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Are Public Preferences Reflected in Monetary Policy Reaction Functions?

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  • Matthias Neuenkirch

    ()
    (University of Aachen)

Abstract

In this paper, we test whether public preferences for price stability (obtained from the Eurobarometer survey) are actually reflected in the interest rates set by eight central banks. We estimate augmented Taylor (1993) rules for the period 1976-1993 using the dynamic GMM estimator. We find, first, that interest rates do reflect society's preferences since the central banks raise rates when society's inflation aversion is above its long-run trend. Second, the reaction to inflation is non-linearly increasing in the degree of inflation aversion. Third, this emphasis on fighting inflation does not have a detrimental effect on output stabilization. We conclude with some implications concerning the democratic legitimation of central banks.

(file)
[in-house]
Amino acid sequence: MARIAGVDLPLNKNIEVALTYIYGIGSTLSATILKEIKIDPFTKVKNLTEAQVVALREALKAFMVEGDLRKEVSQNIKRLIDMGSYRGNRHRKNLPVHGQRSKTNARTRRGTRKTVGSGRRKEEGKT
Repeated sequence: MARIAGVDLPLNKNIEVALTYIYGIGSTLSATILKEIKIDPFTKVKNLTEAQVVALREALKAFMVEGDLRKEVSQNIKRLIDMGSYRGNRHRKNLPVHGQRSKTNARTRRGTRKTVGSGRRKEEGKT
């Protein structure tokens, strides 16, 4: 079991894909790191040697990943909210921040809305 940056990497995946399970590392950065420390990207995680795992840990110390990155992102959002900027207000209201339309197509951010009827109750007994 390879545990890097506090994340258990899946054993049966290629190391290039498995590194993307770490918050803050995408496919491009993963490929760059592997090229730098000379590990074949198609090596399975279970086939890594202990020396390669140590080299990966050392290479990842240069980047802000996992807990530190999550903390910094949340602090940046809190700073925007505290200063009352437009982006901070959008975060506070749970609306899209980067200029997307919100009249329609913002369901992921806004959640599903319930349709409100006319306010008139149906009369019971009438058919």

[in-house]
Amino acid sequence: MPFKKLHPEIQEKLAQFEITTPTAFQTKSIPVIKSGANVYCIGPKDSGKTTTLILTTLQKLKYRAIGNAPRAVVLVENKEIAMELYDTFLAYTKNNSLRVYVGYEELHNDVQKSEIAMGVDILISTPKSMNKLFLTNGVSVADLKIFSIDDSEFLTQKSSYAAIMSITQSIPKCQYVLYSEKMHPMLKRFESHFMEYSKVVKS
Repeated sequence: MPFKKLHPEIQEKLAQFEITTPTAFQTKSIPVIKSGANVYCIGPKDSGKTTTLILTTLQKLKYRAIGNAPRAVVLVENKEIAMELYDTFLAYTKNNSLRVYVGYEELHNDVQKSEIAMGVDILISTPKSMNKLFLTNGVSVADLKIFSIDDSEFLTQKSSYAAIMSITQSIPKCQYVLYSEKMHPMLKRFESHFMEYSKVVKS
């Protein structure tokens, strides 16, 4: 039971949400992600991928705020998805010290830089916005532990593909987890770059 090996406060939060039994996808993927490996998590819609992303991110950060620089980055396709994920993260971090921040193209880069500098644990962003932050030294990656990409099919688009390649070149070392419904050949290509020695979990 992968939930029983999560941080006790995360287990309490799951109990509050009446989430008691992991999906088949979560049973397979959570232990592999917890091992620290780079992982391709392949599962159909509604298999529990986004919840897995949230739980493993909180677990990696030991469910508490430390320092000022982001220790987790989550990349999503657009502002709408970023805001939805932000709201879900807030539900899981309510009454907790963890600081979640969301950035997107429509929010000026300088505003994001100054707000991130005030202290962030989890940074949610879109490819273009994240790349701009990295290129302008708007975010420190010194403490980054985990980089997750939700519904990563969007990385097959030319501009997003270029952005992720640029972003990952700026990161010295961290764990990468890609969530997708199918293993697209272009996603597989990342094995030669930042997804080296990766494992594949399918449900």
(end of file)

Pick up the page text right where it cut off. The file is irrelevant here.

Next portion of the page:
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File URL: http://www.uni-marburg.de/fb02/makro/forschung/magkspapers/21-2013_neuenkirch.pdf
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Bibliographic Info

Paper provided by Philipps-Universität Marburg, Faculty of Business Administration and Economics, Department of Economics (Volkswirtschaftliche Abteilung) in its series MAGKS Papers on Economics with number 201321.

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Length: 21 pages
Date of creation: 2013
Date of revision:
Publication status: Forthcoming in
Handle: RePEc:mar:magkse:201321

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Keywords: Central Bank; Democratic Legitimation; Eurobarometer; Inflation Aversion; Monetary Policy; Public Preferences; Taylor Rules.;

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